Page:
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EMAC 2022 Annual


Social Class Influences on Purchase Intention Following a Product-Harm Crisis: The Mediating Roles of Subjective Social Status and Attribution of Stability
(A2022-106582)

Published: May 24, 2022

AUTHORS

Andy Ng, Cardiff University

ABSTRACT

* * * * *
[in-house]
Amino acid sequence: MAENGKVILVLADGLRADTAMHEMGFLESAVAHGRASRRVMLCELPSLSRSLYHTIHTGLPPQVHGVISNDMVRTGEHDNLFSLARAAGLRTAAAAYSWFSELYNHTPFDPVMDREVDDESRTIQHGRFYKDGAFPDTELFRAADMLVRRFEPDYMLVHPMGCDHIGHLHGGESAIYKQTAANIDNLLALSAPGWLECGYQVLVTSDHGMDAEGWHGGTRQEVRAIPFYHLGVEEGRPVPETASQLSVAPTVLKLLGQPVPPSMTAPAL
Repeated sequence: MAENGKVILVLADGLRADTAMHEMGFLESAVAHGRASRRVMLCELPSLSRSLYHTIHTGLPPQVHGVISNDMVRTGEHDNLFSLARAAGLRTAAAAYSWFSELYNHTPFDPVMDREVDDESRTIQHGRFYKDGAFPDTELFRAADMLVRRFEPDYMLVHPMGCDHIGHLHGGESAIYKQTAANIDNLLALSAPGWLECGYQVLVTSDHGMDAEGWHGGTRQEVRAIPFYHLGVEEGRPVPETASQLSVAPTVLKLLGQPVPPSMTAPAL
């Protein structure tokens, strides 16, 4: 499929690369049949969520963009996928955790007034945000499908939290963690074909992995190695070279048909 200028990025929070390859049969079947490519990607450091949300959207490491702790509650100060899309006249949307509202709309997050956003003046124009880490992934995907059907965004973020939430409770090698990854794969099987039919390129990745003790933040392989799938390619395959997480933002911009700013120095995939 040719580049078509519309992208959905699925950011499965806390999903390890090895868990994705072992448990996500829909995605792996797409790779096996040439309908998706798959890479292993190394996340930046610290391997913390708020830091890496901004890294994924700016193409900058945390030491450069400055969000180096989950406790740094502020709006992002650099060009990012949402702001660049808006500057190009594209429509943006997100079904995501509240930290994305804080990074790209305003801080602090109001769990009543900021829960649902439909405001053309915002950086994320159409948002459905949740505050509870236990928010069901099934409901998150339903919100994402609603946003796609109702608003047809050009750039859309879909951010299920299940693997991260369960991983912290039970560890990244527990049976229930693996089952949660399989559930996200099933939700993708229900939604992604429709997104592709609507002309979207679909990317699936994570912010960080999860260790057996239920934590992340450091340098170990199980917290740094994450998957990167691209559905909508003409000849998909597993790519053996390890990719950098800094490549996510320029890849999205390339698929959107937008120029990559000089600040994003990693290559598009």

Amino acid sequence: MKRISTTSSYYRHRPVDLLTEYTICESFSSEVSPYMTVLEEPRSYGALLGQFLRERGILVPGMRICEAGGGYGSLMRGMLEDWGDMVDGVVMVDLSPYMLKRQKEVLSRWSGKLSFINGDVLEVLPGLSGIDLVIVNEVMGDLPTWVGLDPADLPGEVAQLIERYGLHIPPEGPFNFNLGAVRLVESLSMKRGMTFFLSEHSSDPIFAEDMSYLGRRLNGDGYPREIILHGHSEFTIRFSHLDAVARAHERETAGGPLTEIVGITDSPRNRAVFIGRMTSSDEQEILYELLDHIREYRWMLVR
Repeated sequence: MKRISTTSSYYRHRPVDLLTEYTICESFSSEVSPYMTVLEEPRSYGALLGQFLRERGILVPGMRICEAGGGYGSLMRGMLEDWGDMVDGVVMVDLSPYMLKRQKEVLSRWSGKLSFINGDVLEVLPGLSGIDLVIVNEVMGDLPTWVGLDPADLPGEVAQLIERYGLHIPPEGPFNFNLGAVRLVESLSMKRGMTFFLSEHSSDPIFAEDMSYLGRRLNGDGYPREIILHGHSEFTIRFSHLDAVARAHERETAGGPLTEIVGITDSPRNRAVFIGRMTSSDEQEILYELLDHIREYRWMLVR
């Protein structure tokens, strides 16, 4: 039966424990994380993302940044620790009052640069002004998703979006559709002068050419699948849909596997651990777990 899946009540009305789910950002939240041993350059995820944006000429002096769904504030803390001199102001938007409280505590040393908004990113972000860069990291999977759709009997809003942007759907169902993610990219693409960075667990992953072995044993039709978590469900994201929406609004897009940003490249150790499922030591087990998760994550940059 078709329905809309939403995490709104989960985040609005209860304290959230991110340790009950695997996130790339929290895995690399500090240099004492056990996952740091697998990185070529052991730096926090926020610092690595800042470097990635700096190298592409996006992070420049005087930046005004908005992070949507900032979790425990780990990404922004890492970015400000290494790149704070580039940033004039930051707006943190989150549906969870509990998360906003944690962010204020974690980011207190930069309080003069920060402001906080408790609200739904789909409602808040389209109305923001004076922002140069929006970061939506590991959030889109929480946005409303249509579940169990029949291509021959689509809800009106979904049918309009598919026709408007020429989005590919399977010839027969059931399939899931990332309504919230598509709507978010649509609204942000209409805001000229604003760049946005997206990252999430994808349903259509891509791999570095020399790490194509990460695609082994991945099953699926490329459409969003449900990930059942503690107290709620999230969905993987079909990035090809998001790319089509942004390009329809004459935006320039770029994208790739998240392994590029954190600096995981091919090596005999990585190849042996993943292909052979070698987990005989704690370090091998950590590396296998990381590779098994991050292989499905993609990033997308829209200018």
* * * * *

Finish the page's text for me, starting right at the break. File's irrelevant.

Across four studies, this research investigates social class influences on attribution of stability and purchase intention following a product-harm crisis. Results showed that middle- (vs. working-) class participants (as objectively indicated by their educational attainment) perceived themselves as having a higher social status in the society (Studies 1A and 3), which in turn led to a stronger tendency to attribute stability to a product-harm crisis (Studies 1A, 1B, 2, and 3), believing to a greater extent that the problem was typical of the brand’s products and the brand would likely run into similar problems in the future. Results also indicated that middle- (vs. working-) class participant were less likely to purchase products from the same brand following a product-harm crisis (Study 3). These results are consistent with current theorizing and empirical findings that middle-class contexts foster solipsism whereas working-class contexts foster contextualism.